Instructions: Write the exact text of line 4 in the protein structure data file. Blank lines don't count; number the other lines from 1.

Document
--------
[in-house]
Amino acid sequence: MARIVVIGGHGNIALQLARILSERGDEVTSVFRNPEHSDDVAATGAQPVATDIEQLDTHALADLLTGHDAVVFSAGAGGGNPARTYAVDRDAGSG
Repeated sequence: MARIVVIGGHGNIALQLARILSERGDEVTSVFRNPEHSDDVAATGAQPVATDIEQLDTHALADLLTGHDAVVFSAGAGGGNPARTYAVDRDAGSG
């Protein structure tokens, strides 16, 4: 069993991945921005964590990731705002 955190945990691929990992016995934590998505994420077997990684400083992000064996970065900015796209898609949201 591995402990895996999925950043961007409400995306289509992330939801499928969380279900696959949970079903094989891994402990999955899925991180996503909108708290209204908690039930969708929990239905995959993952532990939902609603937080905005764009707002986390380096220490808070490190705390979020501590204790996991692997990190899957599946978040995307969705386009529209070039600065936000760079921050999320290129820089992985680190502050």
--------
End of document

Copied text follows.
């Protein structure tokens, strides 16, 4: 069993991945921005964590990731705002 955190945990691929990992016995934590998505994420077997990684400083992000064996970065900015796209898609949201 591995402990895996999925950043961007409400995306289509992330939801499928969380279900696959949970079903094989891994402990999955899925991180996503909108708290209204908690039930969708929990239905995959993952532990939902609603937080905005764009707002986390380096220490808070490190705390979020501590204790996991692997990190899957599946978040995307969705386009529209070039600065936000760079921050999320290129820089992985680190502050």